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  • Schmide - Wednesday, May 30, 2012 - link

    I do remember from some analysis that the L2 cache reads were as slow as main memory. That's great if you hit a L2 cache, but it's not going to buy you anything if it's that slow. Reply
  • SocketF - Wednesday, May 30, 2012 - link

    Impossible, you probably mix some things up, maybe latency and bandwidth? Reply
  • Schmide - Wednesday, May 30, 2012 - link

    Yup. It was late at night, I was thinking writes. the L1 write through basically makes L1 writes the same as L2 writes. Reply
  • Homeles - Wednesday, May 30, 2012 - link

    Not even close. L2 is about 10 times faster than main memory.

    http://www.anandtech.com/show/4955/the-bulldozer-r...
    Reply
  • jcollake - Wednesday, May 30, 2012 - link

    Through research here at Bitsum on the AMD Bulldozer platform (specifically the 9150), I found a couple things of interest.

    First, disabling CPU core parking seems to make a big difference in performance. I believe that by default the CPU core parking is just too aggressive. I wrote a tool to let you enable or disable CPU parking in *real time* without a reboot, so you can test this yourself. It is called ParkControl, http://bitsum.com/about_cpu_core_parking.php . For *me*, it seemed to make a night and day difference.

    Second, I am working on a neat little benchmarking tool called ThreadRacer, currently only in alpha prototype. It allows you to really see the effects of these paired cores, and how much it matters that the scheduler is properly aware of them. Take this 1 second or so sample, as seen in the screenshot here (downloads available, but it is an early prototype that I'll quickly be finishing up): http://bitsum.com/forum/index.php/topic,1434.0.htm...

    The scheduler update that Microsoft issued of course treats these paired cores as it would a hyper-threaded core. Indeed, the concept is very similar, except perhaps to avoid patents, AMD took the 'share a little' instead of 'share a lot' approach when it comes to shared computational resources. This was the proper way to *quickly* address the issue, but I believe the scheduler is still suboptimal on these processors (likely to be resolved in Windows 8 or a later update to Windows 7/Vista).

    For Bulldozer, as you know, they are two real processors, but because they have shared dependencies, the performance can really be drained if the other processor in the 'pair' is busy. You can see the effects from ThreadRacer, the core without its pair busy quickly out-paced the paired cores that were both busy.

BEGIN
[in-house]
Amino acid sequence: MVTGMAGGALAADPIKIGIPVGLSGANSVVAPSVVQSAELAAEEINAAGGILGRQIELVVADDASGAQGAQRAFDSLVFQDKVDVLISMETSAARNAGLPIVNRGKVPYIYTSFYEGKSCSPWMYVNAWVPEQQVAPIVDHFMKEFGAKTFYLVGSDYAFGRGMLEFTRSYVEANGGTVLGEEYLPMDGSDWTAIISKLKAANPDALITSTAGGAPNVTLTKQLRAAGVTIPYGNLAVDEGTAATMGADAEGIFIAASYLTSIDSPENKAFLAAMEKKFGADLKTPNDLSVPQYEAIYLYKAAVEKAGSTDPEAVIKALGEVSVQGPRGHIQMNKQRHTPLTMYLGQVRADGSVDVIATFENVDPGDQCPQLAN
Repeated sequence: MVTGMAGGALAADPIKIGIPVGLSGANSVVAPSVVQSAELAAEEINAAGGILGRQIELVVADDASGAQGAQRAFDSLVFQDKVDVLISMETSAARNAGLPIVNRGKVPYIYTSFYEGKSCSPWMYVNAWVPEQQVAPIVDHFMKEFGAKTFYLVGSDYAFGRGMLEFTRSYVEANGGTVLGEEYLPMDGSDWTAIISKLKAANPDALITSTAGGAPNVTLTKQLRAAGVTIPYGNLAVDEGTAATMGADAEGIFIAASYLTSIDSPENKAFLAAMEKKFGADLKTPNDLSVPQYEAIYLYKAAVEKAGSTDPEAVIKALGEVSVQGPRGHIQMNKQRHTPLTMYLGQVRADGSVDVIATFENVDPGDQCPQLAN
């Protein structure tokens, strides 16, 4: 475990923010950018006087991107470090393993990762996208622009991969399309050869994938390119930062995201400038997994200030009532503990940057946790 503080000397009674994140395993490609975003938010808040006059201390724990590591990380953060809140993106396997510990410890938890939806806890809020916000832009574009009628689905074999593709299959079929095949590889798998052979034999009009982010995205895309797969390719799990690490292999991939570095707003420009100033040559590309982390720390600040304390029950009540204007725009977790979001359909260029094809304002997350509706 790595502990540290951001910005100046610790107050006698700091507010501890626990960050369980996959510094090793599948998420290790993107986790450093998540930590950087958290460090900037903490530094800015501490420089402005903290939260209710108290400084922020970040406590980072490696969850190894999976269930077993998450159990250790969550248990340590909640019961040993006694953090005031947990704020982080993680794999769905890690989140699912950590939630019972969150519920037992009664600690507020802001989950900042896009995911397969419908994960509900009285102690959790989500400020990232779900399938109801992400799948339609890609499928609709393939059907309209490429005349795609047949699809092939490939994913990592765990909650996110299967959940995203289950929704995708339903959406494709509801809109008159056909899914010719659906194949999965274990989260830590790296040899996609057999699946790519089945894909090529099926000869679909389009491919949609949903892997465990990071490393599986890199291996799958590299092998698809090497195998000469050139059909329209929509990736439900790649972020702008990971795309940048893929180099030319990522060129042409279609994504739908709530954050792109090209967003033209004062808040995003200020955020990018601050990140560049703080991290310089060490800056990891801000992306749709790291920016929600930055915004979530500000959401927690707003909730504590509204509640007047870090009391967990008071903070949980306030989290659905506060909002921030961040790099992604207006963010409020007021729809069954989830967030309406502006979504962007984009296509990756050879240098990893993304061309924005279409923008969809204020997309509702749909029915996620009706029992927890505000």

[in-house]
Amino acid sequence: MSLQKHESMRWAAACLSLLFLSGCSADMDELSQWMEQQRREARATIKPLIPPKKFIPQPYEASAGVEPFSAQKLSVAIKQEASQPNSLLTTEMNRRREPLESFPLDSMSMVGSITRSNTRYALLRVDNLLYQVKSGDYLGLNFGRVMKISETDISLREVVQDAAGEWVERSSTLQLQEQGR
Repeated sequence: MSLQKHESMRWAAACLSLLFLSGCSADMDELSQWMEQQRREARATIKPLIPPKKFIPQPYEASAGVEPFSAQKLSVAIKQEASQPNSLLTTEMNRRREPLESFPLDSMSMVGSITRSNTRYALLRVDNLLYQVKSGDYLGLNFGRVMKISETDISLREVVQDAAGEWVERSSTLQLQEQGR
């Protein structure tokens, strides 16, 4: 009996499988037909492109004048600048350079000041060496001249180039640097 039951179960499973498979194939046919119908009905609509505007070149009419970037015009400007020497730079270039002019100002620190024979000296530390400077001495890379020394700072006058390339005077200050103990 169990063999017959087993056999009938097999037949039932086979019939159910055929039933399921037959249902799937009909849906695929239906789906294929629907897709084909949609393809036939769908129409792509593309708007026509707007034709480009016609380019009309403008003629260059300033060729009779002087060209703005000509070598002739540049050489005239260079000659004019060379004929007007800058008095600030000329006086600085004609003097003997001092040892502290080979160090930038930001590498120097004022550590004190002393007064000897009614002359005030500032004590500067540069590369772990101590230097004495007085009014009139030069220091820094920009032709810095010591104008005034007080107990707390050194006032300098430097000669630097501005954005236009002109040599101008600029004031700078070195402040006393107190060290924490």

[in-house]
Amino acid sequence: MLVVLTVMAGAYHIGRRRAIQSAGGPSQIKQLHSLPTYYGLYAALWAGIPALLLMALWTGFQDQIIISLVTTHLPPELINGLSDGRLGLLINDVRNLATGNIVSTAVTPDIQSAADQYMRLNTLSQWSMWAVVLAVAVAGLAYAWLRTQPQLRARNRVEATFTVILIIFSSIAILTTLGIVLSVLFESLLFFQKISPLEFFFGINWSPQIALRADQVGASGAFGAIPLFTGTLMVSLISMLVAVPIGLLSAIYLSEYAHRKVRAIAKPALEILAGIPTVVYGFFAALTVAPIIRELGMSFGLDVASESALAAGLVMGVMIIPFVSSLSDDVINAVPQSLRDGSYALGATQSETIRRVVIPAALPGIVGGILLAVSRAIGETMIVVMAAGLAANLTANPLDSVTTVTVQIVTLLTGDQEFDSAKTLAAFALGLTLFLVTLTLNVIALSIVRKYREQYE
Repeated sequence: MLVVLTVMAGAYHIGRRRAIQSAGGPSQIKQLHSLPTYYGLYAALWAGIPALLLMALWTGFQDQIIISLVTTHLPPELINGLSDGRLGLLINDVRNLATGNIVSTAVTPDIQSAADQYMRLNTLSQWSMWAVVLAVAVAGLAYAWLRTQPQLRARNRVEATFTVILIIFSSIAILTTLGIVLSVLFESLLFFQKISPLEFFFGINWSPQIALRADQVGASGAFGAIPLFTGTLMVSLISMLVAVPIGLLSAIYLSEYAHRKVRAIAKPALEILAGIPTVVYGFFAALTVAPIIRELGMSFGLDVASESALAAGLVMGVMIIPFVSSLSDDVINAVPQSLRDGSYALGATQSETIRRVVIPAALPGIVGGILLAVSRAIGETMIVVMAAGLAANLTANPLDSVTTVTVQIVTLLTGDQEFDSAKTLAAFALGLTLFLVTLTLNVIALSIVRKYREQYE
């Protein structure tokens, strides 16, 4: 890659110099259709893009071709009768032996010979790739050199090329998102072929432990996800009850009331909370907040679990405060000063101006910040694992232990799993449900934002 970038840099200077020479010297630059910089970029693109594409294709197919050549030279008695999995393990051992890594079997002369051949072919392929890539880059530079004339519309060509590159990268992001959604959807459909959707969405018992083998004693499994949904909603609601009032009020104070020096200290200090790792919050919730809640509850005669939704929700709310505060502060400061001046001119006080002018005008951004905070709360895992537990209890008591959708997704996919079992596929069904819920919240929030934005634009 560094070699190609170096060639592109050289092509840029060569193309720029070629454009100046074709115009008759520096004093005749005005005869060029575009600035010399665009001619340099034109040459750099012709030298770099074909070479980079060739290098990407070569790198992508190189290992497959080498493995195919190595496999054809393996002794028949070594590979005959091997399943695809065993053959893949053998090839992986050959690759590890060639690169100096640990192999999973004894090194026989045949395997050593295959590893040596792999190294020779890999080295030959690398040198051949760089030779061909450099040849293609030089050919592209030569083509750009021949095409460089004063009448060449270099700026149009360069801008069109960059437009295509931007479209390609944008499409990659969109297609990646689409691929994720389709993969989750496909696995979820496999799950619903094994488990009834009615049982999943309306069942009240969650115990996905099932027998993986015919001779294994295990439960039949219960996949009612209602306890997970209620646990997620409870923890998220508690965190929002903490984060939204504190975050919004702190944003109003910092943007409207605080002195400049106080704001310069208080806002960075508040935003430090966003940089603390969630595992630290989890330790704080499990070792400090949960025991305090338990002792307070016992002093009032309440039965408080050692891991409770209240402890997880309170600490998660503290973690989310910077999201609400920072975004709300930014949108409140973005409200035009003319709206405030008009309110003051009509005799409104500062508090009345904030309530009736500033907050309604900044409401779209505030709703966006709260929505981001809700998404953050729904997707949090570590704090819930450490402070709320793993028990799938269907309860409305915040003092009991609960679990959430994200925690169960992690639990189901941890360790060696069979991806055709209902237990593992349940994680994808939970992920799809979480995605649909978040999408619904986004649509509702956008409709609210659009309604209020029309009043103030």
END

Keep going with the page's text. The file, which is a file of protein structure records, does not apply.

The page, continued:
Reply
  • jcollake - Wednesday, May 30, 2012 - link

    I should have also mentioned that ThreadRacer also allows you to see how a single CPU consuming thread gets swapped around to different cores (the multi-core thread in the utility). This is its other use. The less the thread gets swapped from core to core, the greater the performance will be. It is interesting to compare and contrast the behavior of the scheduler. I fully believe that most the problems with Bulldozer are due to the Windows scheduler, something that could be tested by using linux and replacing the scheduler with a custom one, or an off the shelf alternative that may behave substantially differently than the Windows scheduler. Reply
  • SocketF - Wednesday, May 30, 2012 - link

    Some people running BOINC programs have reported that Windows-applications run faster when they use a Linux and WINE or a VM.

    The Win-scheduler especially hurts AMD chips, because of the huge exclusive caches. If a thread on an intel CPU is switched to another core, it can load the warmed up L2 portion from the L2 inclusive L3.

    I did some google-search and it seems that under Linux, each core has its own run-queue, whereas on Windows, there is only one run queue for all cores.

    But i didn't delve into it deeply, there are so many different schedulers for Linux, seems to be a complex issue ;-)

    Btw. your link to download is off limits for non-members of your discussion board:
    -------------------------
    Warning!

    The topic or board you are looking for appears to be either missing or off limits to you.
    Please login below or register an account with Bitsum Forums.
    ----------------------------

    Maybe you can upload it somewhere else?
    Reply
  • jcollake - Saturday, September 01, 2012 - link

    Sorry for the late reply. First, the forum permissions were fixed. Second, the utility (still in early stages) is included in Process Lasso *and* available here: http://bitsum.com/threadracer.php Reply
  • eoerl - Wednesday, May 30, 2012 - link

    Very interesting article, together with the hardware.fr report there's a lot of information. One question though, if you read commentaries : you didn't speak much about the influence of compilers. This proved to change a lot of things on Linux (see phoronix extensive tests on both ivy bridge and bulldozer depending on compiler used and compiler options, for example
    http://www.phoronix.com/scan.php?page=article&...
    http://www.phoronix.com/scan.php?page=article&...
    Benchmark results really change a lot with bulldozer, much more than with ivy or sandy bridge. Do you think AMD lost being oversensitive to compiler optimisations, due to a very original architecture ?
    Reply
  • JohanAnandtech - Thursday, May 31, 2012 - link

    I deliberately avoided the compiler issues as this would make the article too convoluted. But notice that what we found is not influenced by compiler choice: we find the same indications in SAP and SQL server (compiled by "conservative" compilers and compiler settings) as in CPU CPU 2006, which uses the best optimized settings and compiler as possible. Reply